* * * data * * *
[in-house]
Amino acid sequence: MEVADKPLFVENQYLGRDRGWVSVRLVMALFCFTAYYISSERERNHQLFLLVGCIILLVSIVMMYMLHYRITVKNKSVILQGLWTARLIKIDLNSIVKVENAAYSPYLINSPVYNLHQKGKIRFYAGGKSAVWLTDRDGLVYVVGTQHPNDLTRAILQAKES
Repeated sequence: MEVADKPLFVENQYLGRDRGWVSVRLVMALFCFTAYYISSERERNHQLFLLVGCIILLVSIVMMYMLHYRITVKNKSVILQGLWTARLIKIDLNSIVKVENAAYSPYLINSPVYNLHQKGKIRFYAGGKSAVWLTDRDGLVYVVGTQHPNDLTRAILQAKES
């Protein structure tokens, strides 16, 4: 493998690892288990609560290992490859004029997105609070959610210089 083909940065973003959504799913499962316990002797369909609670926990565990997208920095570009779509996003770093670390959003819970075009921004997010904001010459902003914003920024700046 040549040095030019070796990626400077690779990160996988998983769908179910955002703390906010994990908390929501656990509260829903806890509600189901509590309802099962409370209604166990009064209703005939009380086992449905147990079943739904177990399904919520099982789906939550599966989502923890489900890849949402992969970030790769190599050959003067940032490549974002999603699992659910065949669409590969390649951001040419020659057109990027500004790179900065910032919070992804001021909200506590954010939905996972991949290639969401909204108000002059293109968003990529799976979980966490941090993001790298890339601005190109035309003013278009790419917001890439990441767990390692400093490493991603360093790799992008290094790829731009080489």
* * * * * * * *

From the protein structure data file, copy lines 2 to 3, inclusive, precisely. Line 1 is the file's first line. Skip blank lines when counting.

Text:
Amino acid sequence: MEVADKPLFVENQYLGRDRGWVSVRLVMALFCFTAYYISSERERNHQLFLLVGCIILLVSIVMMYMLHYRITVKNKSVILQGLWTARLIKIDLNSIVKVENAAYSPYLINSPVYNLHQKGKIRFYAGGKSAVWLTDRDGLVYVVGTQHPNDLTRAILQAKES
Repeated sequence: MEVADKPLFVENQYLGRDRGWVSVRLVMALFCFTAYYISSERERNHQLFLLVGCIILLVSIVMMYMLHYRITVKNKSVILQGLWTARLIKIDLNSIVKVENAAYSPYLINSPVYNLHQKGKIRFYAGGKSAVWLTDRDGLVYVVGTQHPNDLTRAILQAKES